On Wednesday Facebook announced it will reverse its policy that prevented most cryptocurrency companies from running ads on its services. However , the company, now called Meta, will continue to reject crypto ads from companies that do not submit one of the 27 regulatory licenses it’s accepting.
“We’re doing this because the cryptocurrency landscape has continued to mature and stabilize in recent years and has seen more government regulations that are setting clearer rules for their industry,” the company said in a statement.
The company banned cryptocurrency ads in January 2018 but scaled back that ban slightly in May 2019. The ban had prevented start-ups in the cryptocurrency and blockchain fields from reaching potential customers on both Facebook and Instagram.
The move comes after the company tried and failed to launch a cryptocurrency that could be used to send money online to anyone in the world through Facebook products. Besides, Meta’s crypto executive, David Marcus, announced on Tuesday that he will be leaving the company at the end of the year.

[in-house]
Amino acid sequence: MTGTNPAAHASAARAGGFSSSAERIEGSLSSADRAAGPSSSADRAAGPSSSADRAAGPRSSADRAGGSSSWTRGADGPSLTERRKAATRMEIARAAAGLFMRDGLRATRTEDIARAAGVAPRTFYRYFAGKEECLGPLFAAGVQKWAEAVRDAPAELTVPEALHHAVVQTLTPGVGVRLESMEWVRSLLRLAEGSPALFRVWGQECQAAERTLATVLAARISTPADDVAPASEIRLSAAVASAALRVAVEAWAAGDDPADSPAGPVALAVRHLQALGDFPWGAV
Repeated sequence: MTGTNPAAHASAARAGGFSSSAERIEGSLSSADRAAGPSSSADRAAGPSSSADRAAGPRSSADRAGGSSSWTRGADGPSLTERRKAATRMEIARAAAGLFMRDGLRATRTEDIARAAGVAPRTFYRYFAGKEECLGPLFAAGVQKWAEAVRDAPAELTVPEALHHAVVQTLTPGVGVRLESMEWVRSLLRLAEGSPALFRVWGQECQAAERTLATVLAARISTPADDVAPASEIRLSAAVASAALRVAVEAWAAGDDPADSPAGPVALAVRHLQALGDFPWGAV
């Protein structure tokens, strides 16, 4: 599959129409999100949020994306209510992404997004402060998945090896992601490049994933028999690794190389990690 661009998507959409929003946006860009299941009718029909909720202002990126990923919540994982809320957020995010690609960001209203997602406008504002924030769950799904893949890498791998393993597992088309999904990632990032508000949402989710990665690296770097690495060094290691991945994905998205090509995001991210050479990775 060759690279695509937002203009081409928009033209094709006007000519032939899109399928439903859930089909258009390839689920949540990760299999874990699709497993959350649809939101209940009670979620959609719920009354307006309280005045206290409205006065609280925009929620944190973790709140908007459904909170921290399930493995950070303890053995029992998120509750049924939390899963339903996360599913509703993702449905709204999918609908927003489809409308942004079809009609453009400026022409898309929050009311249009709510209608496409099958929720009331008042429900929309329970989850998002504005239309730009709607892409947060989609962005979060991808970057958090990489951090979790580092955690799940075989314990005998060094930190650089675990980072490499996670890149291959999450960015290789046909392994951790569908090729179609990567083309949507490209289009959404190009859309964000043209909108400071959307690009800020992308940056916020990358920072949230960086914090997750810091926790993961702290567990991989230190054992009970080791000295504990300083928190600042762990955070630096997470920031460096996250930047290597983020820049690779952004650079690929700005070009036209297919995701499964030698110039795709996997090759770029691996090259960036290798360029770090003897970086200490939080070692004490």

Previously, the company said advertisers could submit an application and include information including any licenses they obtained, whether they were traded on a public stock exchange or other relevant public background on their business.
Over the last year, Meta has scaled back its own ambitions in cryptocurrency, due to backlash from lawmakers and regulators worldwide. Last October, Meta launched a small pilot of Novi, its cryptocurrency wallet, allowing users in the U.S. and Guatemala to exchange stablecoin cryptocurrencies through the app. However, the digital currency remains unreleased to the public.